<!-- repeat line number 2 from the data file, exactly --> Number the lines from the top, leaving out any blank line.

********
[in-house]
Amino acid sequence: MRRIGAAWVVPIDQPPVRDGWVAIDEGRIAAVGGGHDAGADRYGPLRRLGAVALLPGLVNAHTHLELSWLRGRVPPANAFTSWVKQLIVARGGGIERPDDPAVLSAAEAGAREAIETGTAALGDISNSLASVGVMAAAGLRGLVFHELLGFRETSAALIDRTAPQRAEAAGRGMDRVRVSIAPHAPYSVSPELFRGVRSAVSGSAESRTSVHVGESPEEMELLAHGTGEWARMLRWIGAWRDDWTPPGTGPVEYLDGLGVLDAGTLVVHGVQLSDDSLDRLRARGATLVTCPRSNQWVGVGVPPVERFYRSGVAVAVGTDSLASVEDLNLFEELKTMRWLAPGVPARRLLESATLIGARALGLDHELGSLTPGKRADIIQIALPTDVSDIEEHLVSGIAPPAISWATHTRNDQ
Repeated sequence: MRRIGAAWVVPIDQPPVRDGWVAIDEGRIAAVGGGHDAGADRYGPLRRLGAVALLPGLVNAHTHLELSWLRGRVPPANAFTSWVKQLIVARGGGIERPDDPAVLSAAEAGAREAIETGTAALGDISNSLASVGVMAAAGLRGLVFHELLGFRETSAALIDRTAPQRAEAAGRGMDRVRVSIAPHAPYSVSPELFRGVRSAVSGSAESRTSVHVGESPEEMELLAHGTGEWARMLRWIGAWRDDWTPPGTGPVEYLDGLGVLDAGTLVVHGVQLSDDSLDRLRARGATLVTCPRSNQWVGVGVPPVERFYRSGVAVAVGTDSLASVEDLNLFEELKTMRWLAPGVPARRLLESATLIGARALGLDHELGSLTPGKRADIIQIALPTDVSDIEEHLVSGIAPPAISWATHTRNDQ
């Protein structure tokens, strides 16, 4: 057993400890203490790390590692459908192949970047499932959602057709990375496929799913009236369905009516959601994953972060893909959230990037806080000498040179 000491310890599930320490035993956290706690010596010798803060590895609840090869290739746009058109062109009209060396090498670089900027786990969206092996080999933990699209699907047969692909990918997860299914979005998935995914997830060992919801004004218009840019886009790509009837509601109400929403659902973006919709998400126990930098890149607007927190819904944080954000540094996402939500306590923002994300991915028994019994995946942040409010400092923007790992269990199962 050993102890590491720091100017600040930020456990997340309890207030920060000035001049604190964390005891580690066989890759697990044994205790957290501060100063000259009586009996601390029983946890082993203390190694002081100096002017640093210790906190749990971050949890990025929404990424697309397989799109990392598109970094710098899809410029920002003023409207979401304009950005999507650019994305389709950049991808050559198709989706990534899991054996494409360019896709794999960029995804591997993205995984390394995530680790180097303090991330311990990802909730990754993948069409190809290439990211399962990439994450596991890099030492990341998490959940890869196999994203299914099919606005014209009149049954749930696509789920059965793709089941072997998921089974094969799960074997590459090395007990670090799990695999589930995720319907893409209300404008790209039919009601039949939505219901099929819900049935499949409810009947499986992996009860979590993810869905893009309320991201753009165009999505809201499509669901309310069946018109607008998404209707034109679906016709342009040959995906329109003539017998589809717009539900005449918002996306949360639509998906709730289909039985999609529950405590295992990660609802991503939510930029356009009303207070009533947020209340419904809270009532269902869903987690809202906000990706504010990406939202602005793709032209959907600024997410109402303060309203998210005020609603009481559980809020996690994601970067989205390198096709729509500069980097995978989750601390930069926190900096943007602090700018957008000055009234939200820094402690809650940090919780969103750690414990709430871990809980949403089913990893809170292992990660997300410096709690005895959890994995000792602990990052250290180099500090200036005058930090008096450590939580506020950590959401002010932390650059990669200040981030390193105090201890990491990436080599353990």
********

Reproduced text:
Amino acid sequence: MRRIGAAWVVPIDQPPVRDGWVAIDEGRIAAVGGGHDAGADRYGPLRRLGAVALLPGLVNAHTHLELSWLRGRVPPANAFTSWVKQLIVARGGGIERPDDPAVLSAAEAGAREAIETGTAALGDISNSLASVGVMAAAGLRGLVFHELLGFRETSAALIDRTAPQRAEAAGRGMDRVRVSIAPHAPYSVSPELFRGVRSAVSGSAESRTSVHVGESPEEMELLAHGTGEWARMLRWIGAWRDDWTPPGTGPVEYLDGLGVLDAGTLVVHGVQLSDDSLDRLRARGATLVTCPRSNQWVGVGVPPVERFYRSGVAVAVGTDSLASVEDLNLFEELKTMRWLAPGVPARRLLESATLIGARALGLDHELGSLTPGKRADIIQIALPTDVSDIEEHLVSGIAPPAISWATHTRNDQ